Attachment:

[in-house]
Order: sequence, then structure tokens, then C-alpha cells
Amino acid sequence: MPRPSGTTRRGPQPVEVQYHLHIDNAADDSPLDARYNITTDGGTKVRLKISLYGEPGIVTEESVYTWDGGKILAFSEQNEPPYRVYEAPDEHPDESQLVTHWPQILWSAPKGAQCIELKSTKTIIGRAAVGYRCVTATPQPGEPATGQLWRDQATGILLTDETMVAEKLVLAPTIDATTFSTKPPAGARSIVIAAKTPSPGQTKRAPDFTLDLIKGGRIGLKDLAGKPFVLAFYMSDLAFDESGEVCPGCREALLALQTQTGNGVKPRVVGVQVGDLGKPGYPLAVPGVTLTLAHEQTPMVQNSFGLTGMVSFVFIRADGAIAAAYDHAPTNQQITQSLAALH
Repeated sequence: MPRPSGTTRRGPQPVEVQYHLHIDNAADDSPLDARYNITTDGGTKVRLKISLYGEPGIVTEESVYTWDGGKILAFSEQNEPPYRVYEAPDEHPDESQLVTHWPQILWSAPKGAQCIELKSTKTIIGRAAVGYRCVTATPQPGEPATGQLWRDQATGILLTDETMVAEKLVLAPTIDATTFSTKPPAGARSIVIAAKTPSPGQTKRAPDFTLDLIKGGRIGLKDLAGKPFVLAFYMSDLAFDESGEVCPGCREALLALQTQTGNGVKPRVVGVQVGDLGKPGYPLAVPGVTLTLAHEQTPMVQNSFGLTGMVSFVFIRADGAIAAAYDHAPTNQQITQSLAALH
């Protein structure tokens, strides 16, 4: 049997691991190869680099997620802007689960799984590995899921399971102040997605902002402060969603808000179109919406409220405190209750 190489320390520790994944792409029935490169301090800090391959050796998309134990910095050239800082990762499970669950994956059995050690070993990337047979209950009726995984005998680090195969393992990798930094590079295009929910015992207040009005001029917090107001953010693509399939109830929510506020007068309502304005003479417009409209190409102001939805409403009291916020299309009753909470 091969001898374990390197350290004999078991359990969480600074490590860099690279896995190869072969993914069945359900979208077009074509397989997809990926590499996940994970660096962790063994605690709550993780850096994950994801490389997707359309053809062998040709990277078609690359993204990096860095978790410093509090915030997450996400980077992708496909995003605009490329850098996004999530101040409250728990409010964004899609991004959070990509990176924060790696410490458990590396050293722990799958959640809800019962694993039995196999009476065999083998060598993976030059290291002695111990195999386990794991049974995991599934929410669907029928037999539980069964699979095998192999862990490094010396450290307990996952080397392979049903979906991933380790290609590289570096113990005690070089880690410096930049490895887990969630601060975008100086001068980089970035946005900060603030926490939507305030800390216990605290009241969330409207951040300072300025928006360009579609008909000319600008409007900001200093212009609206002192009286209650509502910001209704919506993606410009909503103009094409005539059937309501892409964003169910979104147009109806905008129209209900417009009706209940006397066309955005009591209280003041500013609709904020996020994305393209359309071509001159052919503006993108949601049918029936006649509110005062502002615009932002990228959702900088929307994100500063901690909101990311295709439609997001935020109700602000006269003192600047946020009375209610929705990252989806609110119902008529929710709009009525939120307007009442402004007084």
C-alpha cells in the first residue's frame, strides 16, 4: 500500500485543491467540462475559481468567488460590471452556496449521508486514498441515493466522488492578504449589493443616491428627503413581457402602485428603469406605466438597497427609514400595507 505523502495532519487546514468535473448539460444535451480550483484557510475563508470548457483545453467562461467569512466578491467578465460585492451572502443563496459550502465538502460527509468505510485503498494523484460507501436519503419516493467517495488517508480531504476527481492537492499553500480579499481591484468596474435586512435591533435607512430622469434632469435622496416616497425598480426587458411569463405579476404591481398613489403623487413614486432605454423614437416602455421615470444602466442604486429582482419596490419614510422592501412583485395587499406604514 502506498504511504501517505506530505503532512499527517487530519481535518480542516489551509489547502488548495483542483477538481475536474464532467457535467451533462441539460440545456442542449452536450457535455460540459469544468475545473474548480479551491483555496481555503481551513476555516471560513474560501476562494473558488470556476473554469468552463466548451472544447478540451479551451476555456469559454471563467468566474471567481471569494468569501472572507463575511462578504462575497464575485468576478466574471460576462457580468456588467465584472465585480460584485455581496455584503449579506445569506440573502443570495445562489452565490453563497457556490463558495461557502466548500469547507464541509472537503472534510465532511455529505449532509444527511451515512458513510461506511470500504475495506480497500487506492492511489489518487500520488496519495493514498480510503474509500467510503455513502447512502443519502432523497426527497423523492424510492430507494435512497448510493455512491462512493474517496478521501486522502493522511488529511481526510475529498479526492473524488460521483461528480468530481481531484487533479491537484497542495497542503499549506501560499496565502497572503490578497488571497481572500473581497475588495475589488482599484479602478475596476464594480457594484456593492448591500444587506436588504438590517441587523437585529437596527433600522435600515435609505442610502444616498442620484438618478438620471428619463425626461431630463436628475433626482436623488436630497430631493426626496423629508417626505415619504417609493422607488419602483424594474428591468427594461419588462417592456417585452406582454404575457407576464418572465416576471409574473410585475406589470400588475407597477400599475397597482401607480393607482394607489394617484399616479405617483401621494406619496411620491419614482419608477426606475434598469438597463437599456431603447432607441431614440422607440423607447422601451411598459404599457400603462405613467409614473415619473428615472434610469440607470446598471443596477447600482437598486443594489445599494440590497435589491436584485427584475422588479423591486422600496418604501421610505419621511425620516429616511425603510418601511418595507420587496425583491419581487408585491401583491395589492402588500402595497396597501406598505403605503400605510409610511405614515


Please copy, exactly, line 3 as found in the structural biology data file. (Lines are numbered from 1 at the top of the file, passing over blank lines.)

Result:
Amino acid sequence: MPRPSGTTRRGPQPVEVQYHLHIDNAADDSPLDARYNITTDGGTKVRLKISLYGEPGIVTEESVYTWDGGKILAFSEQNEPPYRVYEAPDEHPDESQLVTHWPQILWSAPKGAQCIELKSTKTIIGRAAVGYRCVTATPQPGEPATGQLWRDQATGILLTDETMVAEKLVLAPTIDATTFSTKPPAGARSIVIAAKTPSPGQTKRAPDFTLDLIKGGRIGLKDLAGKPFVLAFYMSDLAFDESGEVCPGCREALLALQTQTGNGVKPRVVGVQVGDLGKPGYPLAVPGVTLTLAHEQTPMVQNSFGLTGMVSFVFIRADGAIAAAYDHAPTNQQITQSLAALH